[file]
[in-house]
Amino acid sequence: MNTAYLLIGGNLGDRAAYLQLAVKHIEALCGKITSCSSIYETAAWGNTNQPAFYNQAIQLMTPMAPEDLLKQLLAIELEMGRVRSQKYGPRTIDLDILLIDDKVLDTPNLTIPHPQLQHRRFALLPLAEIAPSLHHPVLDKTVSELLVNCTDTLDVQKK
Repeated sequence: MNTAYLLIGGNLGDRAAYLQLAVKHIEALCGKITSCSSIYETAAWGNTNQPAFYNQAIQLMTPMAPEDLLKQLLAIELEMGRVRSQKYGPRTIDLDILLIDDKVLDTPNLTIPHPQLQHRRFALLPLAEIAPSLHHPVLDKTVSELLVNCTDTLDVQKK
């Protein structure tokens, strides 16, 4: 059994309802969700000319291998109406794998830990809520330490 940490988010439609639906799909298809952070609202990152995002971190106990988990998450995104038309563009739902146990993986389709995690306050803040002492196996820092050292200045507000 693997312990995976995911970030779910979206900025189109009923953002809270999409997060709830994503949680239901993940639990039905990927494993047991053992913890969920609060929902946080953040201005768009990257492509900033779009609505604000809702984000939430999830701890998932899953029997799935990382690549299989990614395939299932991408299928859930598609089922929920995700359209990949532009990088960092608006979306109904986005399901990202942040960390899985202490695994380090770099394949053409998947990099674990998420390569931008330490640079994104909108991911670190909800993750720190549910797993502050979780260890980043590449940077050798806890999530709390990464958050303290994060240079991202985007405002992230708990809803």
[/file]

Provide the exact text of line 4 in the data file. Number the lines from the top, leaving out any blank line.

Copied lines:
């Protein structure tokens, strides 16, 4: 059994309802969700000319291998109406794998830990809520330490 940490988010439609639906799909298809952070609202990152995002971190106990988990998450995104038309563009739902146990993986389709995690306050803040002492196996820092050292200045507000 693997312990995976995911970030779910979206900025189109009923953002809270999409997060709830994503949680239901993940639990039905990927494993047991053992913890969920609060929902946080953040201005768009990257492509900033779009609505604000809702984000939430999830701890998932899953029997799935990382690549299989990614395939299932991408299928859930598609089922929920995700359209990949532009990088960092608006979306109904986005399901990202942040960390899985202490695994380090770099394949053409998947990099674990998420390569931008330490640079994104909108991911670190909800993750720190549910797993502050979780260890980043590449940077050798806890999530709390990464958050303290994060240079991202985007405002992230708990809803």